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Barbara J. Lehman

Barbara J. Lehman

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Dr. Lehman's research focuses on the momentary processes involved in stress, coping, and health. She is interested not only in associations between social and family environments and physical health, but also in the developmental, social, and emotional processes that may mediate those relationships. She frequently draws on new statistical approaches, such as tests of mediation and moderation in multilevel modeling, to test theoretically warranted models. Her recent experience sampling research examines physiological and emotional correlates of naturally occurring social evaluative threat, as well as the perpetuation of stress through rumination and negative emotions. Some of her current experimental research focuses on the physiological and emotional consequences of invisible social support. In addition, her lab is currently undertaking a mindfulness meditation experiment. This study will evaluate the momentary processes by which meditation promotes physical and psychological health.

Primary Interests:

  • Applied Social Psychology
  • Attitudes and Beliefs
  • Emotion, Mood, Affect
  • Health Psychology
  • Research Methods, Assessment

Journal Articles:

  • Conley, K. M. & Lehman, B. J. (2012). Test anxiety and cardiovascular responses to daily academic stressors. Stress and Health, 28, 41-50.
  • Kirsch, J. A.. & Lehman, B. J. (2014). Effective social support buffers cardiovascular responses to stress. Stress and Health. doi: 10.1002/smi.2558
  • Lehman, B. J., & Conley, K. M. (2010). Momentary reports of social-evaluative threat predict ambulatory blood pressure. Social Psychological and Personality Science, 1, 51-56.
  • Lehman, B. J., & Crano, W. D. (2002). The pervasive effects of vested interest on attitude-criterion consistency in political judgment. Journal of Experimental Social Psychology, 38, 101-112.
  • Lehman, B. J., & Repetti, R. (2007). Bad days don’t end when the school bell rings: The lingering effects of negative school events on children’s mood, self-esteem, and perceptions of parent-child interaction. Social Development, 16, 596-618.
  • Lehman, B. J., Taylor, S. E., Kiefe, C. I., & Seeman, T. E. (2009). Relationship of early life stress and psychological functioning to blood pressure in the CARDIA study. Health Psychology, 28, 338-346.
  • Lehman, B. J., Taylor, S. E., Kiefe, C. I., & Seeman, T. E. (2005). Relation of childhood socioeconomic status and family environment to adult metabolic functioning in the CARDIA study. Psychosomatic Medicine, 67, 846-854.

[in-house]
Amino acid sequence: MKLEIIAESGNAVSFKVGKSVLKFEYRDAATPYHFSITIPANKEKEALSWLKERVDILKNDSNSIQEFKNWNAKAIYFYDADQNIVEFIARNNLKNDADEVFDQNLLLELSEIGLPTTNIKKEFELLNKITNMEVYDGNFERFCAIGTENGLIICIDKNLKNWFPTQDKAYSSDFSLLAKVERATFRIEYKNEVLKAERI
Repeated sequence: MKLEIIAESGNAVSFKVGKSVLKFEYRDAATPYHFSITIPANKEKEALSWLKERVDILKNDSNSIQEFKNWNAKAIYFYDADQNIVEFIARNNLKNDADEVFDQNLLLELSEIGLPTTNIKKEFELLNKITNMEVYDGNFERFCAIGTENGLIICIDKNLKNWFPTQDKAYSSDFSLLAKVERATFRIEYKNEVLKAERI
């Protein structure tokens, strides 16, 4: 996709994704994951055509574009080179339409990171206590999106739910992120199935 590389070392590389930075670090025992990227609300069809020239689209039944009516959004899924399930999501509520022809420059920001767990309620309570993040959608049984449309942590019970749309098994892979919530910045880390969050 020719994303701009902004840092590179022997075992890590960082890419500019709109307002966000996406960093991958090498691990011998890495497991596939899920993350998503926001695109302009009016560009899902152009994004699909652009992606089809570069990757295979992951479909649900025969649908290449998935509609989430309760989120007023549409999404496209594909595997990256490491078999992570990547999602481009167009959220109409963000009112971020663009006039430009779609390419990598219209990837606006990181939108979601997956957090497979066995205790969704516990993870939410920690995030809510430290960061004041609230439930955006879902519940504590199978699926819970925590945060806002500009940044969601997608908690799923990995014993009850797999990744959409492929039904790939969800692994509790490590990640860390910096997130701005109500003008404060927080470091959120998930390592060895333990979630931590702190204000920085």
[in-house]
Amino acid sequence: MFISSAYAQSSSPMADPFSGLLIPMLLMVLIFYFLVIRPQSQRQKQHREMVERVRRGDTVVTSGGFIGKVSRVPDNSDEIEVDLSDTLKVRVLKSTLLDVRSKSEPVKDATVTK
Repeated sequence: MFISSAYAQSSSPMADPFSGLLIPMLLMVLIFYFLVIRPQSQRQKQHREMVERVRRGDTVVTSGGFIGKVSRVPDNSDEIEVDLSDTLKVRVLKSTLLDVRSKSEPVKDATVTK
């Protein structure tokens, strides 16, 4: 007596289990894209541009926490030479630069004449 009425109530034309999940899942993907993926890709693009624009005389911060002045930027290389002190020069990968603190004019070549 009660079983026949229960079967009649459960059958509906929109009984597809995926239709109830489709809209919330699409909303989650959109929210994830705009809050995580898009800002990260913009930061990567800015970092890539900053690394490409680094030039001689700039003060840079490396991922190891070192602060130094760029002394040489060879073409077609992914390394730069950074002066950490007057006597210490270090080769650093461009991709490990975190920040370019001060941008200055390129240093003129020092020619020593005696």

• Taylor, S. E., Burklund, L. J., Eisenberger, N. I., Lehman, B. J., Hilmert, C. J., & Lieberman, M. D. (2008). Neural bases of moderation of cortisol stress responses by psychosocial resources. Journal of Personality and Social Psychology, 95, 197-211.
  • Taylor, S. E., Eisenberger, N. I., Saxbe, D., Lehman, B. J., & Lieberman, M. D. (2006). Neural bases of regulatory deficits associated with childhood family stress. Biological Psychiatry, 60, 296-301.
  • Taylor, S. E., Lehman, B. J., Kiefe, C. I., & Seeman, T. E. (2006). Relationship of early life stress and psychological functioning to adult C-reactive protein in the CARDIA study. Biological Psychiatry, 60, 819-824.
  • Taylor, S. E., Lerner, J. S., Sage, R. M., Lehman, B. J., & Seeman ,T. E. (2004). Early environment, emotions, responses to stress, and health. Journal of Personality, 72, 1365-1394.
  • Taylor, S. E., Welch, W. Y., Hilmert, C. J., Lehman, B. J., & Way, B. M. (2006). Early family environment, current adversity, the serotonin transporter (5-HTTLPR) polymorphism, and depressive symptomatology. Biological Psychiatry, 60, 671-676.

Other Publications:

  • Conner, T. S., & Lehman, B. J. (2012). Getting started: Launching a study in daily life (chapter 6). In M. R. Mehl and T. S. Conner (Eds.) Handbook of Research Methods for Studying Daily Life. Guilford Press

Courses Taught:

  • Experimental Methodology and ANOVA
  • Health Psychology
  • Seminar in Social Psychology
  • Social and Personality Development

Barbara J. Lehman
Department of Psychology
Western Washington University
516 High Street, MS 9089
Bellingham, Washington 98225
United States

  • Phone: (360) 650-2212
  • Fax: (360) 650-7305

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